counterfeit-goodsOne of the commenters on my recent blog about cargo theft suggested that I address the global concern of counterfeit products. Everyone knows that making fake products and then selling them to consumers is illegal. However, I wonder how many people realize just how big the problem is if they willingly or unwillingly purchase goods and how much incentive they give to counterfeiters worldwide. Who and what is the money supporting when purchasing these illegal products? The reality is, if consumers buy it – it will never go away. It is important to point out that there are “two types of counterfeit product purchases by consumers”, according to Dr. Haider Ali’s article titled, Why People Buy Counterfeit Brands. Deceptive counterfeiting takes place where the consumer does not know that they have purchased a counterfeit product. It is surprising how authentic some counterfeit products look. In contrast, “non-deceptive purchases of counterfeit products take place where the consumer willingly buys the counterfeit products.” First and foremost, with respect to ‘deceptive’ counterfeiting, consumers should do some due diligence and check the authentic websites to determine who in fact is an authorized reseller. It can be difficult to tell the difference and it is surprising how even some stores themselves look authentic.

On the other hand, ‘non-deceptive purchases’ of counterfeit is where the suppliers may need to “consider why the demand exists”. This is where items are sold in the backs of cars, alleyways, flea markets and basically anywhere counterfeit is bought and sold – the black market. Although there has been a significant amount of research into why and who would buy counterfeit brands. There are surprisingly many reasons on the attractiveness of buying counterfeit.

According to a 2014 report released by the US Department of Homeland Security, “US Customs seized more than 1.2 billion US dollars worth…where more than 60 percent of the goods were from China”. This includes not only clothing, shoes and luxury items but also auto parts and medical supplies.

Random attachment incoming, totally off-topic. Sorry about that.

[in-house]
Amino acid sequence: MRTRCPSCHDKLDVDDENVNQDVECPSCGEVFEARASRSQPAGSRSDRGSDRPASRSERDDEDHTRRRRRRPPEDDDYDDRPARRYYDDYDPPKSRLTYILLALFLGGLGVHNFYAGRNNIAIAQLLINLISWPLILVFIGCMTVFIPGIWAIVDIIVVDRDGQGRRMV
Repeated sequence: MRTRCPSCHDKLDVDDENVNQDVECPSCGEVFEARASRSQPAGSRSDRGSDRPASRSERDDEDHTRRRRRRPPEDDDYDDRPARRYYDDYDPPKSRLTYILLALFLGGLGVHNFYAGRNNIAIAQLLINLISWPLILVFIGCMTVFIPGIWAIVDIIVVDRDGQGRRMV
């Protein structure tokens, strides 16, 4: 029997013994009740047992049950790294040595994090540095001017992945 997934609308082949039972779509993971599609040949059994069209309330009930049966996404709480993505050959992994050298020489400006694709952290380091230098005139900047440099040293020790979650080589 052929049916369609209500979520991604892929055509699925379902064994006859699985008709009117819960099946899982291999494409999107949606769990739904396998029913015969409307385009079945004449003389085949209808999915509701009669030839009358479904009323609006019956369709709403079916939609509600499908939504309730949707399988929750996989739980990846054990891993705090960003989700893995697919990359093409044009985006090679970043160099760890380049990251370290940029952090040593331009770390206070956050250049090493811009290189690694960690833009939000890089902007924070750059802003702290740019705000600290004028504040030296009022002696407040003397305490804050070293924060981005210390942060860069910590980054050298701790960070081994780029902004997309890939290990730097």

Luxury retailers do invest a lot of time to crack down counterfeiters. For example, CTV news released a story of a 45-year-old Chinese woman that was being sued for counterfeiting by eight luxury brands.

  • Legal troubles began in 2008 when Chanel sued her for $6.9 million in damages for selling counterfeits online. She still hasn’t paid the damages, according to Chanel spokeswoman Kathrin Schurrer.
  • In 2009, a Florida judge ruled against Xu Ting and shut down seven websites she was accused of helping run that sold fake Louis Vuitton, Marc Jacobs, and Celine. She did not show up in court.
  • In 2010, Gucci, Balenciaga, Bottega Veneta and Yves Saint Laurent — all brands belonging to France’s Kering group — filed a lawsuit in New York federal court against Xu Ting, her future husband, younger brother, and mother along with six others who the companies said sold more than $2 million worth of fake handbags and wallets online to U.S. customers.

Mark Cohen, former intellectual property attache at the U.S. embassy in Beijing explains, “At the end of the day, there may be an economic calculation about how much money it’s worth to pursue these people” for any business. These counterfeiters do not and will not stop if consumers purchase. We as consumers need to also understand who we are supporting when purchasing counterfeit. Designers brands and businesses have worked very hard to give consumers an opportunity to purchase beautiful and creative pieces with a level of quality that is second to none.

Posted in: Protective Services and Investigations